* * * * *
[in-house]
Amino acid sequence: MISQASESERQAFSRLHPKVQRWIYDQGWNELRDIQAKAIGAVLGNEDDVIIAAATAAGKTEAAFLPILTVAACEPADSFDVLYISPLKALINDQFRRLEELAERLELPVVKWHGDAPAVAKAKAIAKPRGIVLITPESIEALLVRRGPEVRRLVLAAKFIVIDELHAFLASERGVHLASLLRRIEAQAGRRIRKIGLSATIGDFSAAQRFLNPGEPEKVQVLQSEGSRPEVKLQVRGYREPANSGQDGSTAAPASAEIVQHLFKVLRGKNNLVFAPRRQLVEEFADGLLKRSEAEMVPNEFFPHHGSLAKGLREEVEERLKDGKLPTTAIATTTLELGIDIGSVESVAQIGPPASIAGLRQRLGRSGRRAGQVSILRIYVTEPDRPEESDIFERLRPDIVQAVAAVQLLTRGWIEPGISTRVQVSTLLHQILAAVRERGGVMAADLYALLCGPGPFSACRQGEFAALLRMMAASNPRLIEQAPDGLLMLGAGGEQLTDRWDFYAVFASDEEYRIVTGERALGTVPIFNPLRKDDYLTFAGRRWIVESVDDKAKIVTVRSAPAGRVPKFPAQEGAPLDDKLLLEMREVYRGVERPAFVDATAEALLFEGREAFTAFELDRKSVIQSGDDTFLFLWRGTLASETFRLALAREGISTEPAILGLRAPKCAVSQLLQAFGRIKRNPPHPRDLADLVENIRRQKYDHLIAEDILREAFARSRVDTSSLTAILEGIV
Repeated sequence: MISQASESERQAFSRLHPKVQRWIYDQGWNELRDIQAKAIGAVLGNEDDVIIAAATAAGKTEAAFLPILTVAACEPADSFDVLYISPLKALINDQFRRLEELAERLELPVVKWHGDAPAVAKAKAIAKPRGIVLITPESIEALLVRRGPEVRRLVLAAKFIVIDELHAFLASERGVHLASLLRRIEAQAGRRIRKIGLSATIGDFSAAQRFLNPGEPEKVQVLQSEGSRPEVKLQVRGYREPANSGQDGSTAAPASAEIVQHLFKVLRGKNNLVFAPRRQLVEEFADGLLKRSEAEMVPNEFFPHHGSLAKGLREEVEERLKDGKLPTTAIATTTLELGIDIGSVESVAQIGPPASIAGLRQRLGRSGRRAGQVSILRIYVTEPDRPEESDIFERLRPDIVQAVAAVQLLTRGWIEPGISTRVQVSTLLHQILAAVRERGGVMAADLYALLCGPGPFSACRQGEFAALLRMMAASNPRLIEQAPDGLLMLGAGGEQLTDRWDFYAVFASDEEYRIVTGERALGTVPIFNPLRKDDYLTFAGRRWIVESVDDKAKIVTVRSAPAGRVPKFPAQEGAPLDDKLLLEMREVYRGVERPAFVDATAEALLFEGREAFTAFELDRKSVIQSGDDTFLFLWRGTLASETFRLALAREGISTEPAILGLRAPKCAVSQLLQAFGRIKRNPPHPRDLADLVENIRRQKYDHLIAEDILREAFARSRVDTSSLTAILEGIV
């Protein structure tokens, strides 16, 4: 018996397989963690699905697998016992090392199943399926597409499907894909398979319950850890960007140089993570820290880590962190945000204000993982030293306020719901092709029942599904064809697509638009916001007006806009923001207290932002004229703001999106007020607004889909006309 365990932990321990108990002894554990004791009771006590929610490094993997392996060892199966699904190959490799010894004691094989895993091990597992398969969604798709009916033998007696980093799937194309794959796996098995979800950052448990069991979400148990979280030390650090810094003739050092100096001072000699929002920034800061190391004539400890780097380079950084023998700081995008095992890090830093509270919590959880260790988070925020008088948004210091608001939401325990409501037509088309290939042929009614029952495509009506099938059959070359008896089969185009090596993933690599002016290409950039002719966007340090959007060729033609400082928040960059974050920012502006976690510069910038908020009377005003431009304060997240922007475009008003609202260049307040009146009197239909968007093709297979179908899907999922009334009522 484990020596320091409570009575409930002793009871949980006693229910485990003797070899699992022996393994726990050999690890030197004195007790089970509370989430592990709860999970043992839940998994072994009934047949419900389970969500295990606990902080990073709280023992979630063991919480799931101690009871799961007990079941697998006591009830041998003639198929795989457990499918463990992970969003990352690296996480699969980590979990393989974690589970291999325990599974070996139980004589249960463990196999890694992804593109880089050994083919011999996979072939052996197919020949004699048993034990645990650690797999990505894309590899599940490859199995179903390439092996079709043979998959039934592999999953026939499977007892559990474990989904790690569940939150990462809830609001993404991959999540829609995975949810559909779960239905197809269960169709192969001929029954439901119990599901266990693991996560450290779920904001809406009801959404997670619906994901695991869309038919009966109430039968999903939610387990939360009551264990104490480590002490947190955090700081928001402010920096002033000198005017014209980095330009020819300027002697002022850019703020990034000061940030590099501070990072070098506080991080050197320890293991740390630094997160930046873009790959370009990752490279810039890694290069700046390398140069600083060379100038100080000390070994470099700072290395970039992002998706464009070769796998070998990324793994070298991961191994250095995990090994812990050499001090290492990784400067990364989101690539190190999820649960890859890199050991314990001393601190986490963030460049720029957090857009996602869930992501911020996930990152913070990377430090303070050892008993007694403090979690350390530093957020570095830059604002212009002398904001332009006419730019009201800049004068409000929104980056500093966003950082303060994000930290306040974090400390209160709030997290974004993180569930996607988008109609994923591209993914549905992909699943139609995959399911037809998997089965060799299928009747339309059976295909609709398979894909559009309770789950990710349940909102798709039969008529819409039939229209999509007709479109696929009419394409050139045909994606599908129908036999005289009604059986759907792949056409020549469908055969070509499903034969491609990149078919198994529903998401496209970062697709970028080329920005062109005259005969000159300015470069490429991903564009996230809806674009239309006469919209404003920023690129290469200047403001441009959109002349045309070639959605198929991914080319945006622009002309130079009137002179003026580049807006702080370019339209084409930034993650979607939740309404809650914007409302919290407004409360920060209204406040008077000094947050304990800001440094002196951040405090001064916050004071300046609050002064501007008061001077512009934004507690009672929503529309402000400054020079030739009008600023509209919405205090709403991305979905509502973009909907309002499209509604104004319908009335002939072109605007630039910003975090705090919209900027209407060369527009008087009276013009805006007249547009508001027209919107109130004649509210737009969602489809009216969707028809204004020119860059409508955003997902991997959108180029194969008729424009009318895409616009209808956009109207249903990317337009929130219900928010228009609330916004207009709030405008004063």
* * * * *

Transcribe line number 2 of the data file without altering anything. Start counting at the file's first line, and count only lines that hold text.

Amino acid sequence: MISQASESERQAFSRLHPKVQRWIYDQGWNELRDIQAKAIGAVLGNEDDVIIAAATAAGKTEAAFLPILTVAACEPADSFDVLYISPLKALINDQFRRLEELAERLELPVVKWHGDAPAVAKAKAIAKPRGIVLITPESIEALLVRRGPEVRRLVLAAKFIVIDELHAFLASERGVHLASLLRRIEAQAGRRIRKIGLSATIGDFSAAQRFLNPGEPEKVQVLQSEGSRPEVKLQVRGYREPANSGQDGSTAAPASAEIVQHLFKVLRGKNNLVFAPRRQLVEEFADGLLKRSEAEMVPNEFFPHHGSLAKGLREEVEERLKDGKLPTTAIATTTLELGIDIGSVESVAQIGPPASIAGLRQRLGRSGRRAGQVSILRIYVTEPDRPEESDIFERLRPDIVQAVAAVQLLTRGWIEPGISTRVQVSTLLHQILAAVRERGGVMAADLYALLCGPGPFSACRQGEFAALLRMMAASNPRLIEQAPDGLLMLGAGGEQLTDRWDFYAVFASDEEYRIVTGERALGTVPIFNPLRKDDYLTFAGRRWIVESVDDKAKIVTVRSAPAGRVPKFPAQEGAPLDDKLLLEMREVYRGVERPAFVDATAEALLFEGREAFTAFELDRKSVIQSGDDTFLFLWRGTLASETFRLALAREGISTEPAILGLRAPKCAVSQLLQAFGRIKRNPPHPRDLADLVENIRRQKYDHLIAEDILREAFARSRVDTSSLTAILEGIV